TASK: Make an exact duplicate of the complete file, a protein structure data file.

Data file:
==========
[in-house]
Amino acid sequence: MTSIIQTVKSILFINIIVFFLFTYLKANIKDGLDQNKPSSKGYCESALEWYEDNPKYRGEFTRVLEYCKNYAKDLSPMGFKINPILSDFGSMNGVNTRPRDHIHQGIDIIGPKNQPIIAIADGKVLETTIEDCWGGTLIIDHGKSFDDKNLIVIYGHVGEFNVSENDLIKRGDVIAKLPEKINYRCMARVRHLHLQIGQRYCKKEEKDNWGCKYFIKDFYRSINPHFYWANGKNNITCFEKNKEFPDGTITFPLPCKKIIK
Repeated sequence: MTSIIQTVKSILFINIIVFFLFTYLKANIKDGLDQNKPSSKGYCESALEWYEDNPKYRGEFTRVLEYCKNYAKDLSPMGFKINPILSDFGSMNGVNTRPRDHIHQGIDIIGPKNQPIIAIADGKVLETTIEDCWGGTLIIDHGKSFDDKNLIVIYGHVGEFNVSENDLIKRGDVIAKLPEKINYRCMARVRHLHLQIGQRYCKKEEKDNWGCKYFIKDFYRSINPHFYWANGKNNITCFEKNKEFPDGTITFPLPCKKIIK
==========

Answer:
[in-house]
Amino acid sequence: MTSIIQTVKSILFINIIVFFLFTYLKANIKDGLDQNKPSSKGYCESALEWYEDNPKYRGEFTRVLEYCKNYAKDLSPMGFKINPILSDFGSMNGVNTRPRDHIHQGIDIIGPKNQPIIAIADGKVLETTIEDCWGGTLIIDHGKSFDDKNLIVIYGHVGEFNVSENDLIKRGDVIAKLPEKINYRCMARVRHLHLQIGQRYCKKEEKDNWGCKYFIKDFYRSINPHFYWANGKNNITCFEKNKEFPDGTITFPLPCKKIIK
Repeated sequence: MTSIIQTVKSILFINIIVFFLFTYLKANIKDGLDQNKPSSKGYCESALEWYEDNPKYRGEFTRVLEYCKNYAKDLSPMGFKINPILSDFGSMNGVNTRPRDHIHQGIDIIGPKNQPIIAIADGKVLETTIEDCWGGTLIIDHGKSFDDKNLIVIYGHVGEFNVSENDLIKRGDVIAKLPEKINYRCMARVRHLHLQIGQRYCKKEEKDNWGCKYFIKDFYRSINPHFYWANGKNNITCFEKNKEFPDGTITFPLPCKKIIK